Our first weekday monitoring for the year and still we had a great turnout from the Team! Wow!
We arrived very early for a change as everyone was on time, and all went smoothly. So we had a bit of time to look around while waiting for the tide to go down.
Thanks to Andy, I corrected my very 'senget' (crooked) line. It was a bit tough to monitor with the strong wind ruffling the water and the water murking up as we stepped nearby. But we found that if we stayed still for a while, we could get the job done. Sam and I had lots of fun figuring out grassy species. We got the totally naked quadrat (the square thing) which only had naked holes, no strings attached (our proper quadrat got borrowed by Siti...see below). The holes whistled in the wind making a really strange sound!
All too soon, it was over. Err...sorry no photos of actual seagrassing from me as I left my camera on the high shore this time (getting too old to lug the cam while monitoring). Here's more photos of the team by the kindly duck and Sam on his peculiar blog and Sijie's nature scouter blog. Sorry for just linking to blog posts by other team members (I'm so slack).
Seagrassing over, we headed off to explore the shores. The tide wasn't very low, and the wind was blowing mighty strong so it was hard to take photos.
There were some interesting hard corals like this Heliofungia actiniformis which is actually a mushroom hard coral. It has long tentacles so it's sometimes mistaken for an anemone.
Those seen are usually brown, so this green was a special find for me.
In this pretty Pocillopora coral all fluffed up with polyp tentacles extended
I saw some movement! It turned out to be a tiny fluffy crab.Here you can see just one of its eyes in the middle of the photo, while the rest of its beige fluffy body blended right in with the coral. I couldn't really make out whether it was a hairy crab.
For some reason, I spotted many different kinds of fan worms today.Here's a pair next to one another, not a very common sight.
And another pair of animals that was REALLY close to one another...
Was this pair of mating Jorunna funebris nudibranchs. Nudibranchs are hermaphrodites and exchange sperm when two individuals of the same species meet one another. They do it sideways, facing in opposite directions. The front end of this nudibranch has a pair of black edged structures that look like bunny ears (these are called rhinophores). The back end of the nudibranch has a circle of fluffy feathery structures which are its breathing gills.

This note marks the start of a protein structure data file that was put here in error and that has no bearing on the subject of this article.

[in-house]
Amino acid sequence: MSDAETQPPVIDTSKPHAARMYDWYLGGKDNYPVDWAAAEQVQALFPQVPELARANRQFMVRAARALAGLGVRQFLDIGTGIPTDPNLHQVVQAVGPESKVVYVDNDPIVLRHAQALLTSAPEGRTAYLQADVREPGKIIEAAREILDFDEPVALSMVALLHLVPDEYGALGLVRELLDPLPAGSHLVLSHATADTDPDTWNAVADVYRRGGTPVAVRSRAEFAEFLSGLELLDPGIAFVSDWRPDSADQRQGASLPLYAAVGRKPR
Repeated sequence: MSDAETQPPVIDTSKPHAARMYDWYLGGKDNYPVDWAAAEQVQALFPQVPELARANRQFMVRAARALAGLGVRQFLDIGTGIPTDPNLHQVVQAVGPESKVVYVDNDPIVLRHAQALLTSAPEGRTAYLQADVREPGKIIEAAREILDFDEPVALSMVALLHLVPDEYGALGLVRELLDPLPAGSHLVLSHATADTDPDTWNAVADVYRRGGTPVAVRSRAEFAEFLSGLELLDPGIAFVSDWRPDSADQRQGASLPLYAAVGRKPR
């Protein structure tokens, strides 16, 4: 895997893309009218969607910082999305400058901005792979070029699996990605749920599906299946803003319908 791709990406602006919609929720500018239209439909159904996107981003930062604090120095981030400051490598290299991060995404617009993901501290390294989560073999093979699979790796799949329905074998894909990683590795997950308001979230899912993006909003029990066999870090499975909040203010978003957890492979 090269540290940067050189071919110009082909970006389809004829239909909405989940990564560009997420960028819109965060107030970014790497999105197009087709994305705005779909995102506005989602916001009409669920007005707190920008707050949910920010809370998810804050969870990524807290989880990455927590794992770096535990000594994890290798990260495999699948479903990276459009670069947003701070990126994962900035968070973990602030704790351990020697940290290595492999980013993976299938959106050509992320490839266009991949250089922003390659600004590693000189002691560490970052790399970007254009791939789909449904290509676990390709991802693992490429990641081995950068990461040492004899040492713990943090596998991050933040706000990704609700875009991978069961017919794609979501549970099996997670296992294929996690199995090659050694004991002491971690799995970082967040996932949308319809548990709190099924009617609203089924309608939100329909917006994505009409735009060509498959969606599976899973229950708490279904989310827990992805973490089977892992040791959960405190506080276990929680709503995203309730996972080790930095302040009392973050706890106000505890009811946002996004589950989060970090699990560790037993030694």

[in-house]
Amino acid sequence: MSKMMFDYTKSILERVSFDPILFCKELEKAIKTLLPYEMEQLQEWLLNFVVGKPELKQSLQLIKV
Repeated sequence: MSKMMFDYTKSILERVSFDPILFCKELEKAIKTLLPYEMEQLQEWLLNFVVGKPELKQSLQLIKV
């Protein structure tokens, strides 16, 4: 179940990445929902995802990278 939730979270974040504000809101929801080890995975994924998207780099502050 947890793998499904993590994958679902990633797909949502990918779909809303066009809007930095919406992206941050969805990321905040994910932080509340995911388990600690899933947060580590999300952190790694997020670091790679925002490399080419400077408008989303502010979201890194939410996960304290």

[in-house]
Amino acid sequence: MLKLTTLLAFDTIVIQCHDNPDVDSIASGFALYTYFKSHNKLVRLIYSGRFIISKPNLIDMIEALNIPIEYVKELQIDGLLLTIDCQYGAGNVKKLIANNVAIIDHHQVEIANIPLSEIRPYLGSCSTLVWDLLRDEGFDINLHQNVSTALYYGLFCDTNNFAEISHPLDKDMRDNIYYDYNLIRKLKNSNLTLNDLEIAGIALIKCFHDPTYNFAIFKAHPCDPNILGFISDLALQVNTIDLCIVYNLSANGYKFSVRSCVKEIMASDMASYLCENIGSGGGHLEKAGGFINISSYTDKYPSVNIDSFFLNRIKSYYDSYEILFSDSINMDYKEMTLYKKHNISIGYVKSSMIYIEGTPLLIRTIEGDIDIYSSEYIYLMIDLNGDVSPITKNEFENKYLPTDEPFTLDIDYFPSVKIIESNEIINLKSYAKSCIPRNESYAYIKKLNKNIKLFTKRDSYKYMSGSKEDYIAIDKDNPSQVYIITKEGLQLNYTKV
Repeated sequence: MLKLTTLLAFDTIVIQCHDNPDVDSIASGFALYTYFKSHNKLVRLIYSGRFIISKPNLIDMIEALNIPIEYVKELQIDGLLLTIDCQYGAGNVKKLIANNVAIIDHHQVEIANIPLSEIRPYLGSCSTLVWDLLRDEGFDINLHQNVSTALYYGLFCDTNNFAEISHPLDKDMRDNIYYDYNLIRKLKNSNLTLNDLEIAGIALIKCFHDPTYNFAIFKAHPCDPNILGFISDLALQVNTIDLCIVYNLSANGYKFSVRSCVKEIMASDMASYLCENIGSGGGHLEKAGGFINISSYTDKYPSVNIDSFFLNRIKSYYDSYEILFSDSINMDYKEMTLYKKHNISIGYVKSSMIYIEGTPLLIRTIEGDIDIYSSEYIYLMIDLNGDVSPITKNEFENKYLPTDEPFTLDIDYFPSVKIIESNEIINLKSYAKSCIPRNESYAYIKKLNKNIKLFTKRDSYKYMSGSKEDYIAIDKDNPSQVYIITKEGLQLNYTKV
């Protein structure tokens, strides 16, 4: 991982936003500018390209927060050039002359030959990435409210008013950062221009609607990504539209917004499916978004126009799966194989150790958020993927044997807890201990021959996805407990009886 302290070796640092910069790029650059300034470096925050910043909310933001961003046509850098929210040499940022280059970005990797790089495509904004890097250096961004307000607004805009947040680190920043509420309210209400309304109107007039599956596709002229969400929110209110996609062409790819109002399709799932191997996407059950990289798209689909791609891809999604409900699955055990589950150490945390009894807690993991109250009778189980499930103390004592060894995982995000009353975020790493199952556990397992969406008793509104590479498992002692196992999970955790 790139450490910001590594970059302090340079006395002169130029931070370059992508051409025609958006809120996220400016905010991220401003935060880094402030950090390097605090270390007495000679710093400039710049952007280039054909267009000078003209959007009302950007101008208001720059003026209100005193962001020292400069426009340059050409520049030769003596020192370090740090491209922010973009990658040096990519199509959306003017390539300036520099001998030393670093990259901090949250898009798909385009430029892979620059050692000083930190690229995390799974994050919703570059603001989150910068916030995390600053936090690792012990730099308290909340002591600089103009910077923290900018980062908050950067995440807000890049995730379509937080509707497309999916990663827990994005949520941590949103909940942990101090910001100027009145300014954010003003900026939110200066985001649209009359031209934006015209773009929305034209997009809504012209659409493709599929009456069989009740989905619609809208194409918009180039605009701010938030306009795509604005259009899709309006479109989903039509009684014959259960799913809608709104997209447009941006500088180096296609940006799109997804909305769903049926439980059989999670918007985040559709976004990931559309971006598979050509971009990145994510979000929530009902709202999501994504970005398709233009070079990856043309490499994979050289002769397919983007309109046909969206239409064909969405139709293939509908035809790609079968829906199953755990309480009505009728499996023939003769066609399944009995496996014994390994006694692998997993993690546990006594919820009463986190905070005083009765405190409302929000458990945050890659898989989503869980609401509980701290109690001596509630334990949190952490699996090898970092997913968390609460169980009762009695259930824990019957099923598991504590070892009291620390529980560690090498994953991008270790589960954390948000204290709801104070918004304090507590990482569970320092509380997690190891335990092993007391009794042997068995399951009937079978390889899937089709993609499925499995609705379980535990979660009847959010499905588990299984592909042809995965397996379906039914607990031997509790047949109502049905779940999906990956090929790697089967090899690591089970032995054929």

There was also one Gymnodoris nudibranch, a cartoon-like nudi that never fails to amuse.
And a mama Noble volute (Cymbiola nobilis) who was busy creating egg capsules.She has made egg capsules that are bigger in total size than she is...wow!
And just before we headed home, I got startled by this startled octopus!Poor Siti couldn't be with us today even though she was also on Semakau. She was busy being filmed for the Once Upon A Tree series about our shores. Her segment will come up in episode 5! Isn't that fabulous, we must look out for it. Shawn Lum and the film crew were on Semakau all day from 9am. Shawn looked like he got burnt! That's real dedication.
We had a super day today. A great team, a fabulous ferry (we got the VIP ferry literally with red carpet inside and outside deck seating, which was marvelous for the trip back under the full moon...it was amazing! Thanks Shufen!), and NO MOSQUITOS!
A special thanks to all who came for today's weekday session: Robin, Jion Chun, Wilson, Paula, Marcus, Leon, Sijie, Nicholas, Mingyi, Meera, Rachel, Andy, Gaytri, Chay Hoon, Joseph Lai, Sam, Kenerf, Swee Cheng.
Other posts about this trip
A fabulous photo montage by Marcus on his budak blog
Sam's fabulous photos and lyrical thoughts on his ramblings of a peculiar nature blog
Sijie has lots of photos of seagrasses, also heron and other amazing finds on his nature scouters blog